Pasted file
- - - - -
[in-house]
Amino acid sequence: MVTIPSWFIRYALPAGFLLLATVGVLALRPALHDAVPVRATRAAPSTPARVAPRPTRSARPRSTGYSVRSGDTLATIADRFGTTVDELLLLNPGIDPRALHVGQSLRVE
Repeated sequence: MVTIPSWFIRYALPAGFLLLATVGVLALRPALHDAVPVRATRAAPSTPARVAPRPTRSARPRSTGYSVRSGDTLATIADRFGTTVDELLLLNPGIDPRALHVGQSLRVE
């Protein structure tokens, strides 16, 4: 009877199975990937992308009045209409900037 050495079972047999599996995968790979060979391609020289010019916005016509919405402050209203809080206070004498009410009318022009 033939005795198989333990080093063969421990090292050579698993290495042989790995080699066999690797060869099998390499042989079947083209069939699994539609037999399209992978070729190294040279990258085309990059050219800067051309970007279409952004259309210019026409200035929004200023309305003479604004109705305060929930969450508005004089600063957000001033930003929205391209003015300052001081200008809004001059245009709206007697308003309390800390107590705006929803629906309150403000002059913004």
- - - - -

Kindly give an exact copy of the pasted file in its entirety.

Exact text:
[in-house]
Amino acid sequence: MVTIPSWFIRYALPAGFLLLATVGVLALRPALHDAVPVRATRAAPSTPARVAPRPTRSARPRSTGYSVRSGDTLATIADRFGTTVDELLLLNPGIDPRALHVGQSLRVE
Repeated sequence: MVTIPSWFIRYALPAGFLLLATVGVLALRPALHDAVPVRATRAAPSTPARVAPRPTRSARPRSTGYSVRSGDTLATIADRFGTTVDELLLLNPGIDPRALHVGQSLRVE
């Protein structure tokens, strides 16, 4: 009877199975990937992308009045209409900037 050495079972047999599996995968790979060979391609020289010019916005016509919405402050209203809080206070004498009410009318022009 033939005795198989333990080093063969421990090292050579698993290495042989790995080699066999690797060869099998390499042989079947083209069939699994539609037999399209992978070729190294040279990258085309990059050219800067051309970007279409952004259309210019026409200035929004200023309305003479604004109705305060929930969450508005004089600063957000001033930003929205391209003015300052001081200008809004001059245009709206007697308003309390800390107590705006929803629906309150403000002059913004």